Thursday, 12 February 2009

World Bank gets the blame

By Fel V. Maragay and Roy Pelovello
The Manila Standard

The Philippine government had tried to initiate reforms in the implementation of foreign-funded projects, but the lenders themselves blocked these reforms, Deputy House Speaker for Mindanao Rep. Simeon Datumanong said yesterday.

Datumanong said he was swamped with protests coming from foreign-funders like the World Bank, Asian Development Bank and the Japan Bank for International Cooperation after he issued an order that limited to 15 percent the allowable increase in project cost from the government’s estimate.

“But they protested. They wanted that projects awarded to contractors with very much high price,” he said.

World Bank officials have refused to attend the hearings at the House of Representatives to find out the truth about the alleged rigging of bids for contracts involving public works projects.

Reports said the Philippines is facing the prospect of a big cut in foreign aid because of corruption.

Datumanong said the report was unfair, as it did not name the source of the supposed statement.

“Why not come out in the open and substantiate it. That is too much and [it is] the height of exaggeration. We can’t even get the complete WB report,” he said.

Meanwhile, the Senate is demanding to get a copy of the “edited” report of the World Bank on the alleged collusive practices of certain local construction firms in the bidding of bank-funded projects.

Senator Miriam Defensor Santiago, chairman of the committee on economic affairs, said yesterday that country director Bert Hofman sent her a letter promising to provide the Senate with a copy of the “redacted [edited] copy” of the report, which is being finalized by the bank’s Integrity Vice Presidency.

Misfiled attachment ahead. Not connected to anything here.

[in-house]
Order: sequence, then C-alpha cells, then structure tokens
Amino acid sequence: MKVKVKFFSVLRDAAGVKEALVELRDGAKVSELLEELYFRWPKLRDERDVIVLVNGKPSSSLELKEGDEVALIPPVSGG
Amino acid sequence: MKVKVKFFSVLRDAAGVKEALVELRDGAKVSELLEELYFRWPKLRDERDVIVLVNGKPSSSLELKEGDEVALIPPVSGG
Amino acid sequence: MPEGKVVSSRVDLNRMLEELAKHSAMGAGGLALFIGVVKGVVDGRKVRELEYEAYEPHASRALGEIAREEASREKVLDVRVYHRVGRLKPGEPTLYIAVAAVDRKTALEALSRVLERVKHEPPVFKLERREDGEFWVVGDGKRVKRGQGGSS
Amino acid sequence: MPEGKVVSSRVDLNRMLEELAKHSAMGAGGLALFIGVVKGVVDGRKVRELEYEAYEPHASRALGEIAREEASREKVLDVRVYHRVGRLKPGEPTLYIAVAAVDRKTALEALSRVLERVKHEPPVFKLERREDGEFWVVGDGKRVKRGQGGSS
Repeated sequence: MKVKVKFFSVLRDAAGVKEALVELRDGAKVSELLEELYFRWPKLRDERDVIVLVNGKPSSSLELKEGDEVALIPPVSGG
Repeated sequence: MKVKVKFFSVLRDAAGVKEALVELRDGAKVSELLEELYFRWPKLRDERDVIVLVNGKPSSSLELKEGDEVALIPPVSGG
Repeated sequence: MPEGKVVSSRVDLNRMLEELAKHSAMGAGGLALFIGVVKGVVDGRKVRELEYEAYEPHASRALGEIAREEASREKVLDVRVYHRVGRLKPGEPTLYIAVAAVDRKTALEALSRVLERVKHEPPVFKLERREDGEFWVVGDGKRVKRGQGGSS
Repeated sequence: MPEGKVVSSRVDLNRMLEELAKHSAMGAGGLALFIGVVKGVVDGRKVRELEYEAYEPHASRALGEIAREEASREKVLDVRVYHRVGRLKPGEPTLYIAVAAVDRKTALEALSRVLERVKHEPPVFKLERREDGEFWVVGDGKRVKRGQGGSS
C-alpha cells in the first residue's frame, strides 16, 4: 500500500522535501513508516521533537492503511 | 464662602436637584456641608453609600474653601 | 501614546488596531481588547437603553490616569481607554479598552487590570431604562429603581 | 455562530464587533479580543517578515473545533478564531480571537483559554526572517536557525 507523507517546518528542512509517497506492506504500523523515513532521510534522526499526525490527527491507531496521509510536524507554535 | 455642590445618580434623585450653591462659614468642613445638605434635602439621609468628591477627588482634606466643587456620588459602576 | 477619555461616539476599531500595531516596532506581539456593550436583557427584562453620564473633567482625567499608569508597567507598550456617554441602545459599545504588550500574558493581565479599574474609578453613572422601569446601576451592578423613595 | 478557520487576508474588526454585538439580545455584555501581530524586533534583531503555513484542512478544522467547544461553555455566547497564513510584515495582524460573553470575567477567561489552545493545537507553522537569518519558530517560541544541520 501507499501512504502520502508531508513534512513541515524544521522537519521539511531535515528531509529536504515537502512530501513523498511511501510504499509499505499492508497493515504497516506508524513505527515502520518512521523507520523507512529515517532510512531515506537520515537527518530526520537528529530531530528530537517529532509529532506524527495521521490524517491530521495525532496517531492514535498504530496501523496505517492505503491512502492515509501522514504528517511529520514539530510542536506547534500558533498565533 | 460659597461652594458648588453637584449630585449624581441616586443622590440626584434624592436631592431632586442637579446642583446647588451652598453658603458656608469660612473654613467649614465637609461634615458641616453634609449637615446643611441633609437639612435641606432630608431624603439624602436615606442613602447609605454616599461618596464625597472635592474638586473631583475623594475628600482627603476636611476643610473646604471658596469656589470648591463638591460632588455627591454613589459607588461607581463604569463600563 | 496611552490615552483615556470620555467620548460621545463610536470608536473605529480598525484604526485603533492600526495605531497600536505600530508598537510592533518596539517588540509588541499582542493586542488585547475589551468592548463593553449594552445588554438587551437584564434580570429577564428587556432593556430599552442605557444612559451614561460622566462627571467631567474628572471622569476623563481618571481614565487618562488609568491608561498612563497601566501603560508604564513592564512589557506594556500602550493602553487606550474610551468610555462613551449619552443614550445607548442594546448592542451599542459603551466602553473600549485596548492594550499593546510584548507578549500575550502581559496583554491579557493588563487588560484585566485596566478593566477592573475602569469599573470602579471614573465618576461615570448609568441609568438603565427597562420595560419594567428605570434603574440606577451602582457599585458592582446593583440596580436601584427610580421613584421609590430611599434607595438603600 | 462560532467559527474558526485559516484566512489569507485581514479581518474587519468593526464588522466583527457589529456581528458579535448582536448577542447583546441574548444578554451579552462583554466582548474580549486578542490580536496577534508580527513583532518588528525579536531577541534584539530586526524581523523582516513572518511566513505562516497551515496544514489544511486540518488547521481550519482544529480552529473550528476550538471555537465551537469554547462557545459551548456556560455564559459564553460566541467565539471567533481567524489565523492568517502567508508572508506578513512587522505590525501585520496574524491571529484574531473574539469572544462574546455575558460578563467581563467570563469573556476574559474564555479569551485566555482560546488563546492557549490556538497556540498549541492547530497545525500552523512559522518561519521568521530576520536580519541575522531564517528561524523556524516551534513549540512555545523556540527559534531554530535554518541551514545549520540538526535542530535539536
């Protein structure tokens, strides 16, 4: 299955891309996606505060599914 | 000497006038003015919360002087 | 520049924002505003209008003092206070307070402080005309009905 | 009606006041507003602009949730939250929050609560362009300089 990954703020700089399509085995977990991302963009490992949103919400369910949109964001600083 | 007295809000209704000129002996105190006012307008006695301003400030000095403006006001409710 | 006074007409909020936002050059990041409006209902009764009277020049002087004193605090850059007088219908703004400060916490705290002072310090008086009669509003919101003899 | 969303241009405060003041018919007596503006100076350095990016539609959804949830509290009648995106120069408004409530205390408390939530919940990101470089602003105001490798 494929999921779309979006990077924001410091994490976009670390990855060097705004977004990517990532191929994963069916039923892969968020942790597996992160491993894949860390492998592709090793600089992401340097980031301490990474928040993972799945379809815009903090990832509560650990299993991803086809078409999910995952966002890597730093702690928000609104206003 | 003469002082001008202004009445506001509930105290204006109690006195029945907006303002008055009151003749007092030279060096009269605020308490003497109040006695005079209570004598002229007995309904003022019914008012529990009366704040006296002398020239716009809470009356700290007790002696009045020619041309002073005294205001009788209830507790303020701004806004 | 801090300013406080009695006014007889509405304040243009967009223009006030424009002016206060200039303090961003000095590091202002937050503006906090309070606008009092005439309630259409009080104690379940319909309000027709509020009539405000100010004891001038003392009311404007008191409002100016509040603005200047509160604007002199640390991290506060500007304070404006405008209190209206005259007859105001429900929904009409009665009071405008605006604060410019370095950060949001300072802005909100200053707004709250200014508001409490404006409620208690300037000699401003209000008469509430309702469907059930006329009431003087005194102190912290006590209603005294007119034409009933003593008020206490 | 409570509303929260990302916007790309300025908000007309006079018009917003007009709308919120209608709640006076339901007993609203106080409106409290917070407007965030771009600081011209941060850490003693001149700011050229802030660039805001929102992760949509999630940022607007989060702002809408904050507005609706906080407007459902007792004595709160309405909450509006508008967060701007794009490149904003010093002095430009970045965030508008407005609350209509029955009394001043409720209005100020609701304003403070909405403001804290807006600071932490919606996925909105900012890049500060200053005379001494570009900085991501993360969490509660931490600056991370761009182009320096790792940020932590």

Santiago said Hofman informed her that he has forwarded to the WB main office in Washington D.C. the letter from the Senate protesting and requesting the reconsideration of his refusal to give a copy of the bank’s documents on the collusion scandal that implicated First Gentleman Jose Miguel Arroyo.

“Your letter raises important considerations of national and international law with respect to availability of information in the context of the World Bank’s recent debarment of international and domestic firms on ground of collusion,” Hofman told Santiago in his letter-reply.

Santiago said she was informed that the edited report will have to be reviewed by the government through a designated reviewing officer, WB executive director to the Philippines Jorge Humberto Botero.

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